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Gibson's Game 7 turns into a nightmare

Saturday, 05.17.2014 / 2:04 AM

By Corey Masisak - NHL.com Staff Writer / Ducks-Kings series blog

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Ducks-Kings series blog
Gibson's Game 7 turns into a nightmare

ANAHEIM -- For the second time in his NHL coaching career, Bruce Boudreau had to pull his prized young goaltender in a Game 7.

John Gibson became a major storyline in the first Freeway Series when he was recalled from the American Hockey League and won two straight games to help the Anaheim Ducks forge a lead against the Los Angeles Kings.

John Gibson
Goalie - ANA
RECORD: 2-2
GAA: 2.70 | SVP: 0.919
But the 20-year-old did not have a Game 7 to remember. Boudreau pulled him early in the second period after allowing four goals on 18 shots in a 6-2 loss at Honda Center on Friday.

"I didn't want to pull him at all," Boudreau said. "In my normal situation, I probably would have pulled the goalie after the third goal in the first period, but I didn't want to pull John. He made some big saves in the first period just keep it as close as it was. When they got the fourth, I thought it was more about protecting him than anything else."

Gibson had a shutout in his Stanley Cup Playoff debut in Game 4, and stopped 36 of 39 shots to help the Ducks win 4-3 in Game 5 and take a 3-2 series lead. He didn't play poorly in Game 6, but a bad goal by Trevor Lewis was the difference in a 2-1 victory for the Kings.

Gibson wasn't poor in this game, either.

The first goal was the second rebound on a power play. The second goal was a breakaway. The fourth goal was a 2-on-1. Even the third goal, probably the one he wishes he had back the most, was a 2-on-3 where the defensemen in front of him (Cam Fowler and Francois Beauchemin, the team's top two players by time on ice, no less) let Mike Richards slip through them to collect the rebound.

"I think a lot of the buzz is going to be about him, and I think that's unfortunate because he was in a pretty tough spot and he's a young guy," Ducks forward Andrew Cogliano said. "Obviously he didn't have the game he wanted to. I'm sure he can say that for himself. I don't think he deserves any of the blame for this loss."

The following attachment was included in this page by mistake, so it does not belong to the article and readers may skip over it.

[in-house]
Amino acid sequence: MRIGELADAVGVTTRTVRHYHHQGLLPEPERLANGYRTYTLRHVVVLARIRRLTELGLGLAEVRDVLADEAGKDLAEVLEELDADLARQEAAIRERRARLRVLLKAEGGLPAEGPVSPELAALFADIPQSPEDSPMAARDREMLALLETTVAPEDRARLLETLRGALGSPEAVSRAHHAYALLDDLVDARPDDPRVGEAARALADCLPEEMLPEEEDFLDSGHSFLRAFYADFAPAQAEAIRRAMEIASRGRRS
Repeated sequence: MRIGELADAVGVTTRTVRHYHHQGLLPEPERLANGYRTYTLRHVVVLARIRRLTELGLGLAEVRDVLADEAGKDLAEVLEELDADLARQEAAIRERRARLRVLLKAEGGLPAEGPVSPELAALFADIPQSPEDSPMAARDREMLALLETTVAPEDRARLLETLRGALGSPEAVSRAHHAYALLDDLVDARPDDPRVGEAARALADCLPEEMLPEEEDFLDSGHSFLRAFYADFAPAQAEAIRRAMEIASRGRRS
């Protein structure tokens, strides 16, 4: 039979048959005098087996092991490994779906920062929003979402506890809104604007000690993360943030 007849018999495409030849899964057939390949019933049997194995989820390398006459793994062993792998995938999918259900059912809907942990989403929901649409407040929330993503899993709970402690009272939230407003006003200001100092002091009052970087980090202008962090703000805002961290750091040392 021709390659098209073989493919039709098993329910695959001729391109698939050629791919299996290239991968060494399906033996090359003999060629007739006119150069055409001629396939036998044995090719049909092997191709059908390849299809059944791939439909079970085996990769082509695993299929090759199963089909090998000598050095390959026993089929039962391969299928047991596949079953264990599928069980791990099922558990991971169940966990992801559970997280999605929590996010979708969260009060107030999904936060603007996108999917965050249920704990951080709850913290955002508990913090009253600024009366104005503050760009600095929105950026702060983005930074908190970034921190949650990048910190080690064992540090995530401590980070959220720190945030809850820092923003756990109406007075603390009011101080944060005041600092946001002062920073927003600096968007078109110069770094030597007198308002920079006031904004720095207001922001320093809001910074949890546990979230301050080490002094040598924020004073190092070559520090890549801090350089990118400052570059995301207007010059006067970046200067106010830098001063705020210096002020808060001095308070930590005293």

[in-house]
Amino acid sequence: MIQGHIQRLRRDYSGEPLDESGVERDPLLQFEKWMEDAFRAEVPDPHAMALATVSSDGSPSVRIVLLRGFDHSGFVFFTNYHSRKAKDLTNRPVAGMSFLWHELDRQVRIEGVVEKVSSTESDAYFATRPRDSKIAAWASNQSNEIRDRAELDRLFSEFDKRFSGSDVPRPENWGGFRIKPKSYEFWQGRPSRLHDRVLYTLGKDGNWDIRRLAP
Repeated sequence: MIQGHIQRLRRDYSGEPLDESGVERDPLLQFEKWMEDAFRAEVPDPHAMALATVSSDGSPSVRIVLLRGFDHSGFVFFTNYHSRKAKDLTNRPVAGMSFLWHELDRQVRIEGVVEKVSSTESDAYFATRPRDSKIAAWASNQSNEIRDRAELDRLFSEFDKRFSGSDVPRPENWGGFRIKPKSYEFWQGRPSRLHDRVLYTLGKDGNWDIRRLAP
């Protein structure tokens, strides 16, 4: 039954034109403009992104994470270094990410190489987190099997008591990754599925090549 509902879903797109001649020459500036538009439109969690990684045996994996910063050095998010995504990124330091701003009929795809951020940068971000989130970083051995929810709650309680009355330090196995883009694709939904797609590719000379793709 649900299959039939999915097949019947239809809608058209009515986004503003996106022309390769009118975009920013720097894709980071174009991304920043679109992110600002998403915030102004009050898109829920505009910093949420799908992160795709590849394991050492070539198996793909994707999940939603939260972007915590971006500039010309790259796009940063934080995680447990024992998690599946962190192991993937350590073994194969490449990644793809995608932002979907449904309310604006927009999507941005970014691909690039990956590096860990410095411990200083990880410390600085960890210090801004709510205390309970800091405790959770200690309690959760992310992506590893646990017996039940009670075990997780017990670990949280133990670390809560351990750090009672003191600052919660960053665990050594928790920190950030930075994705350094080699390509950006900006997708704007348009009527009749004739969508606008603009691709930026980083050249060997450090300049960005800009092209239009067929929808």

Forgive Boudreau if there was a twinge of deja vu. Five years ago, Boudreau had a 20-year-old goaltender who helped his Washington Capitals defeat the New York Rangers and reach Game 7 against the Pittsburgh Penguins.

Semyon Varlamov yielded four goals on 18 shots. He was pulled 2:13 into the second period, lasting 11 seconds longer than Gibson did.

"We lost the game. We weren't ready from the start," Gibson said. "I didn't make the saves I had to make and we lost the game."

Gibson will still be a young goaltender next season, but he now has some NHL experience to draw upon. He and fellow rookie Frederik Andersen could start next season as the youngest duo in the NHL, provided general manager Bob Murray doesn't add a veteran in the offseason, but they could also be among the most talented.

If he needs to look elsewhere for comfort, Varlamov had a strong sophomore campaign in the NHL and has developed into a Vezina Trophy candidate in 2013-14.

"I think learning. Be better next year," Gibson said when asked what he'll take from this. "I really don't think you want to look back on a series that you lose. Probably not."

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Quote of the Day

It's pretty crazy, but believe me when I say we didn't draft these players with the mindset we had to because they had good hockey-playing dads. It just turned out that way. But we're certainly glad they're a part of our organization.

— Arizona Coyotes director of amateur scouting Tim Bernhardt regarding the coincidence that six of the organization's top prospects are sons of former NHL players